“We are brothers!”
Lahij is a small village on the Caucasus mountains in Azerbaijan, and it is one of the country’s oldest human settlements. The village is renowned for their skills with copperware, as we see in this shop. Nasir (foreground) was hard at work with his own copper art when we met him.
Copper was one of the first metals used by humanity to make tools, jugs, plates, and ceremonial items. This discovery led to our graduation from the Stone Age and enabled even more complex architectural designs in the earliest cities.
Upon discovering that copper becomes harder when it is mixed with tin, the Bronze Age was born. However, copper is still a desirable metal today because it resists corrosion, can be pulled into wires, and conducts electricity. It’s also used to produce eye-catching art and tools, as we see in this little shop!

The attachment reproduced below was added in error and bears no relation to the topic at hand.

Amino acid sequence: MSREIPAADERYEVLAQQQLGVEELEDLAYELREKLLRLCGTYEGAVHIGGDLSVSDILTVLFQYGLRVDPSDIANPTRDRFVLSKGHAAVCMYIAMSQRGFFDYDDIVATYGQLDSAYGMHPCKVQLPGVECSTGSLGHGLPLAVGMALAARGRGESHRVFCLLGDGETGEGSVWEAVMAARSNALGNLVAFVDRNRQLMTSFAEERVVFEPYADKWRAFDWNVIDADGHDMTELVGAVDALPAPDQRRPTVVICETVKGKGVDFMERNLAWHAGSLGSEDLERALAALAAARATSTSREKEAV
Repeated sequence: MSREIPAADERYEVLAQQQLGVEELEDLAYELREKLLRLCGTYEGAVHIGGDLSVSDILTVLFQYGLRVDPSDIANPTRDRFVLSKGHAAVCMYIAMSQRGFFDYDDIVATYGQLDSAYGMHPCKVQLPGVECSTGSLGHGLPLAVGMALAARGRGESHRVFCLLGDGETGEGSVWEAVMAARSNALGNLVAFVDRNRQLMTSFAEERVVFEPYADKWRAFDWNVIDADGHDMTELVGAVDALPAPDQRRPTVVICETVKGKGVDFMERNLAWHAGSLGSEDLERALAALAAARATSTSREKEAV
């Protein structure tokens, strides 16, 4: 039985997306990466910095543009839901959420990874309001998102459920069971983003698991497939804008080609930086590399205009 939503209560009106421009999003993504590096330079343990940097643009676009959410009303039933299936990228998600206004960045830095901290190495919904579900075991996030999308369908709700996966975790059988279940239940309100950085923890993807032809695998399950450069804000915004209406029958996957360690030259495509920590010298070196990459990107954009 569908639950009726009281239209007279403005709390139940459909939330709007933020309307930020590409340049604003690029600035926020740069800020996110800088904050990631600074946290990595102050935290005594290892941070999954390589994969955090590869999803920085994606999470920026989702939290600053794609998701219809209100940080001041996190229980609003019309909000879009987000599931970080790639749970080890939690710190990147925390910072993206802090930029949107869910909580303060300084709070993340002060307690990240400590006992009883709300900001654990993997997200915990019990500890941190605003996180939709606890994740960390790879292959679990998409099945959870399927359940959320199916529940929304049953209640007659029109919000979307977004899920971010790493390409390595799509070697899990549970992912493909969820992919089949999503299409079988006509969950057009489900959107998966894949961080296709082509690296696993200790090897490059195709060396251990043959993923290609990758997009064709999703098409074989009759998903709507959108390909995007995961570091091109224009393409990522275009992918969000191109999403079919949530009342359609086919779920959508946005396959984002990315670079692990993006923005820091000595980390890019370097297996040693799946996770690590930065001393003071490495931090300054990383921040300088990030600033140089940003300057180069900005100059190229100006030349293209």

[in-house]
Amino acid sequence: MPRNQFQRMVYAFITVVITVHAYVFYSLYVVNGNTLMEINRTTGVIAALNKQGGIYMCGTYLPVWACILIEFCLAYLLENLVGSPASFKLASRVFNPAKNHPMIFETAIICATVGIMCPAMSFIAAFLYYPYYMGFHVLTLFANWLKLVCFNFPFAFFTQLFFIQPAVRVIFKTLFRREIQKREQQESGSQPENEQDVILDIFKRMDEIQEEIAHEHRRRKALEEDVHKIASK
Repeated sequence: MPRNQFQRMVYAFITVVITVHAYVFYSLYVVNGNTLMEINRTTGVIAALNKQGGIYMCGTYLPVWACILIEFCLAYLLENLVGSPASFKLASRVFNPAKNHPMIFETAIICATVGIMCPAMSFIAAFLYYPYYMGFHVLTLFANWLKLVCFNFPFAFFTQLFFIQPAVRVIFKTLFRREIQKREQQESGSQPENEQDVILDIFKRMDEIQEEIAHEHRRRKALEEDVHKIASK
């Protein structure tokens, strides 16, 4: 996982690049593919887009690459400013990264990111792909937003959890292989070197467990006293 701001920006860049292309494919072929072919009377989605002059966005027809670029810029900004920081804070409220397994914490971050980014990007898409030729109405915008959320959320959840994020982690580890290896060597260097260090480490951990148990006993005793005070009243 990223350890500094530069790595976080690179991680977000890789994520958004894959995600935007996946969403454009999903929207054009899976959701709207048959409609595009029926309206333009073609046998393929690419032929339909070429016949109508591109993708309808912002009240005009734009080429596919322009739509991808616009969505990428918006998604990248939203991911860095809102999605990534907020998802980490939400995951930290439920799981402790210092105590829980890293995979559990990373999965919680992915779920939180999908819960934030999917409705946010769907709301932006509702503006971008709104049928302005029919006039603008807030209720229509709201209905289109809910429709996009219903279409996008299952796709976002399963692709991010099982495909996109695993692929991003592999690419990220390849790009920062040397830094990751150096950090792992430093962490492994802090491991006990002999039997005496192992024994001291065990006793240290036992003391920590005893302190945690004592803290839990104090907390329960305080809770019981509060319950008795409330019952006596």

In this shop, we see a lot of cutlery made from copper. Fun fact: copper is anti-bacterial!
The village of Lahij has maintained its traditions such as copper-making, although the population has been dwindling as many seek better employment opportunities in the capital city of Baku. Here, we see Nasir intently shaping his latest sculpture using simple tools: a hammer and sheet of metal on a stone table.
Copper has the remarkable property of conforming to complex designs, and it produces a green sheen over time when its surface reacts with oxygen. That’s why the Statue of Liberty in NYC looks green: it’s external layer was moulded from copper. Designers even seek this old patina effect in their sculptures.
Needless to say, coppersmiths today are overshadowed by factories that can pump out thousands of the same product at a lower cost. However, the unique attention put into each design – much like a treasured family recipe – leaves a small niche of skilled craftsmen in our midst, even though their trade is shrinking tremendously.
Source of information about copper: http://www.copper.org/